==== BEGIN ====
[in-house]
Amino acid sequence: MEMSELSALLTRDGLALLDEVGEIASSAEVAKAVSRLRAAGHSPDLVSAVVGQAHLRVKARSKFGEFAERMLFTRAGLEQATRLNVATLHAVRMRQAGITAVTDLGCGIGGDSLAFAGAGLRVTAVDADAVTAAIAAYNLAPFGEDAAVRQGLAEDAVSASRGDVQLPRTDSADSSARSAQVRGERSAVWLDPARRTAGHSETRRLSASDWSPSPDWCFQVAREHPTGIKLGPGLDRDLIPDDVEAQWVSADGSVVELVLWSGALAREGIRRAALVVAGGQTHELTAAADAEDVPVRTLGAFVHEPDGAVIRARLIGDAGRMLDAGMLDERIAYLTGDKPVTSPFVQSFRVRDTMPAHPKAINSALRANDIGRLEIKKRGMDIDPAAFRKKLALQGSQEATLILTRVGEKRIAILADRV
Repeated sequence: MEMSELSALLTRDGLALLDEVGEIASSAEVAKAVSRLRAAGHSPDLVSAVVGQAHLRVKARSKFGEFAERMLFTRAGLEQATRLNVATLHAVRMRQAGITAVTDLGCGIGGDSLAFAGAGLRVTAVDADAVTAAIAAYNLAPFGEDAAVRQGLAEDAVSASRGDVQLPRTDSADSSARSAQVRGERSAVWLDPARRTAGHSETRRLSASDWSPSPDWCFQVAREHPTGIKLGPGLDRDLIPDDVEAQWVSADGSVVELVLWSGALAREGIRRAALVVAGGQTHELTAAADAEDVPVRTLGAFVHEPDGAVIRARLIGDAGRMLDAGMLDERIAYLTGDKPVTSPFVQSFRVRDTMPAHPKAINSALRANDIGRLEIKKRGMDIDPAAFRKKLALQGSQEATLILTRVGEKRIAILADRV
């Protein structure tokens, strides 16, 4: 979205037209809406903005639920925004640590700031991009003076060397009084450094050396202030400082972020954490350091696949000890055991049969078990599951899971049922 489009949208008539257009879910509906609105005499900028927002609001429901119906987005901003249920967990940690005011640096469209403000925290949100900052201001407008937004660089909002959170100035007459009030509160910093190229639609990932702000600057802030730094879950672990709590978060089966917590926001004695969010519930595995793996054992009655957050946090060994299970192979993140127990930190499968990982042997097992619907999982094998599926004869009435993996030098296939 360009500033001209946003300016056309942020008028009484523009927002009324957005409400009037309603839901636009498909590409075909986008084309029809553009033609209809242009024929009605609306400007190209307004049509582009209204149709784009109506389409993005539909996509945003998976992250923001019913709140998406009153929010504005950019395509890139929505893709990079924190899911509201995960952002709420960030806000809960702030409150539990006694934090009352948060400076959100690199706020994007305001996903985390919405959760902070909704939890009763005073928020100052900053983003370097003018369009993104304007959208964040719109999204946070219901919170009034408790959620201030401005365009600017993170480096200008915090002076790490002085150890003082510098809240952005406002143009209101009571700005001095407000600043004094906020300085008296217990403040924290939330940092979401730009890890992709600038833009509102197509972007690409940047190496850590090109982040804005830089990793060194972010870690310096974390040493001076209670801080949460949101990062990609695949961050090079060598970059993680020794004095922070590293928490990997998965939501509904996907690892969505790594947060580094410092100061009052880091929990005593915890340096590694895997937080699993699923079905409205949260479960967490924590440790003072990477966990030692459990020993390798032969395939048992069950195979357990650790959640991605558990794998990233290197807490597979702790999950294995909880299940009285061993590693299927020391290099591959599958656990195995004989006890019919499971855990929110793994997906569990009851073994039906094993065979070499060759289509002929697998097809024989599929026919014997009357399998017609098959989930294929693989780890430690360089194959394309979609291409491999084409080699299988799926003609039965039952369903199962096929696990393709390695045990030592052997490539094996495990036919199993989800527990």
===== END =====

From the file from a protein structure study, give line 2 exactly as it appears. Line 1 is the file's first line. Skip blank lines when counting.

Amino acid sequence: MEMSELSALLTRDGLALLDEVGEIASSAEVAKAVSRLRAAGHSPDLVSAVVGQAHLRVKARSKFGEFAERMLFTRAGLEQATRLNVATLHAVRMRQAGITAVTDLGCGIGGDSLAFAGAGLRVTAVDADAVTAAIAAYNLAPFGEDAAVRQGLAEDAVSASRGDVQLPRTDSADSSARSAQVRGERSAVWLDPARRTAGHSETRRLSASDWSPSPDWCFQVAREHPTGIKLGPGLDRDLIPDDVEAQWVSADGSVVELVLWSGALAREGIRRAALVVAGGQTHELTAAADAEDVPVRTLGAFVHEPDGAVIRARLIGDAGRMLDAGMLDERIAYLTGDKPVTSPFVQSFRVRDTMPAHPKAINSALRANDIGRLEIKKRGMDIDPAAFRKKLALQGSQEATLILTRVGEKRIAILADRV